### Introduction

Deep learning is one of the most interesting and promising areas of artificial intelligence (AI) and machine learning currently. With great advances in technology and algorithms in recent years, deep learning has opened the door to a new era of AI applications.

In many of these applications, deep learning algorithms performed equal to human experts and sometimes surpassed them.

Python has become the go-to language for Machine Learning and many of the most popular and powerful deep learning libraries and frameworks like TensorFlow, Keras, and PyTorch are built in Python.

In this series, we'll be using Keras to perform Exploratory Data Analysis (EDA), Data Preprocessing and finally, build a Deep Learning Model and evaluate it.

If you haven't already, check out our first article - Deep Learning Models in Keras - Exploratory Data Analysis (EDA).

### Data Preprocessing

In the preprocessing stage, we'll prepare the data to be fed to the Keras model. The first step is clearing the dataset of null values. Then, we'll use one-hot encoding to convert categorical variables to numerical variables. Neural Nets work with numerical data, not categorical.

We'll also split the data into a training and testing set. Finally, we'll scale the data/standardize it so that it ranges from -1 to 1. This standardization helps both train the model better and allows it to converge easier.

#### Dealing with Missing Values

Let's find out the number and percentage of missing values in each variable in the dataset:

```
missing_values = pd.DataFrame({
'Column': df.columns.values,
'# of missing values': df.isna().sum().values,
'% of missing values': 100 * df.isna().sum().values / len(df),
})
missing_values = missing_values[missing_values['# of missing values'] > 0]
print(missing_values.sort_values(by='# of missing values',
ascending=False
).reset_index(drop=True))
```

This code will produce the following table which shows us variables that contain missing values and how many missing values they contain:

Column | # of missing values | % of missing values | |

0 | Pool QC | 2917 | 99.5563 |

1 | Misc Feature | 2824 | 96.3823 |

2 | Alley | 2732 | 93.2423 |

3 | Fence | 2358 | 80.4778 |

4 | Fireplace Qu | 1422 | 48.5324 |

5 | Lot Frontage | 490 | 16.7235 |

6 | Garage Cond | 159 | 5.42662 |

7 | Garage Qual | 159 | 5.42662 |

8 | Garage Finish | 159 | 5.42662 |

9 | Garage Yr Blt | 159 | 5.42662 |

10 | Garage Type | 157 | 5.35836 |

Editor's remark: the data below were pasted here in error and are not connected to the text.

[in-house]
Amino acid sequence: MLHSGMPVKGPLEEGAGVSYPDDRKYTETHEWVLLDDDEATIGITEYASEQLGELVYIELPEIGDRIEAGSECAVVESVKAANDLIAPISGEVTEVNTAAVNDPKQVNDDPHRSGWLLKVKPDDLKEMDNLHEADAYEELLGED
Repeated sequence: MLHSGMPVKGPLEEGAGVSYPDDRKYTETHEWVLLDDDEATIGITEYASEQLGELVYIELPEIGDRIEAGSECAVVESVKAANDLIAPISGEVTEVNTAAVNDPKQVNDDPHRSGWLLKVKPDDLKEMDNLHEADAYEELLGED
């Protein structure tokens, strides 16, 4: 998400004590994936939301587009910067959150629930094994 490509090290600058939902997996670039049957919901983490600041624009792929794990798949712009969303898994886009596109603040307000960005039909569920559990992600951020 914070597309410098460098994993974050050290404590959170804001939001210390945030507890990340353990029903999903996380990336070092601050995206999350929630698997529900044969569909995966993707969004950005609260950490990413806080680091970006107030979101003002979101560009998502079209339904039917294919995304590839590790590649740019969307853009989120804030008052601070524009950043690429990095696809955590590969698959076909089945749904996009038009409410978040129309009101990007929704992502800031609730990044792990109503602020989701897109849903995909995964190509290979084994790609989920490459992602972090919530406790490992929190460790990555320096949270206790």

11 | Bsmt Exposure | 83 | 2.83276 |

12 | BsmtFin Type 2 | 81 | 2.76451 |

13 | BsmtFin Type 1 | 80 | 2.73038 |

14 | Bsmt Qual | 80 | 2.73038 |

15 | Bsmt Cond | 80 | 2.73038 |

16 | Mas Vnr Area | 23 | 0.784983 |

17 | Mas Vnr Type | 23 | 0.784983 |

18 | Bsmt Half Bath | 2 | 0.0682594 |

19 | Bsmt Full Bath | 2 | 0.0682594 |

20 | Total Bsmt SF | 1 | 0.0341297 |

Since `Pool QC`

, `Misc Feature`

, `Alley`

, `Fence`

, and `Fireplace Qu`

variables contain a high percentage of missing values as shown in the table, we will simply remove them as they probably won't affect the results much at all:

```
df.drop(['Pool QC', 'Misc Feature', 'Alley', 'Fence', 'Fireplace Qu'],
axis=1, inplace=True)
```

For other variables that contain missing values, we will replace these missing values depending on the data type of the variable: whether it is *numerical* or *categorical*.

If it is numerical, we will replace missing values with the variable mean. If it is categorical, we will replace the missing values with the variable mode. This removes the false bias that can be created with missing values in a neutral way.

To know which variables are numerical and which are categorical, we will print out 5 unique items for each of the variables that contain missing values using this code:

```
cols_with_missing_values = df.columns[df.isna().sum() > 0]
for col in cols_with_missing_values:
print(col)
print(df[col].unique()[:5])
print('*'*30)
```

And we get the following results:

```
Lot Frontage
[141. 80. 81. 93. 74.]
******************************
Mas Vnr Type
['Stone' 'None' 'BrkFace' nan 'BrkCmn']
******************************
...
```

Let's replace the values of missing numerical values with the mean:

```
num_with_missing = ['Lot Frontage', 'Mas Vnr Area', 'BsmtFin SF 1', 'BsmtFin SF 2',
'Bsmt Unf SF', 'Total Bsmt SF', 'Bsmt Full Bath', 'Bsmt Half Bath',
'Garage Yr Blt', 'Garage Cars', 'Garage Area']
for n_col in num_with_missing:
df[n_col] = df[n_col].fillna(df[n_col].mean())
```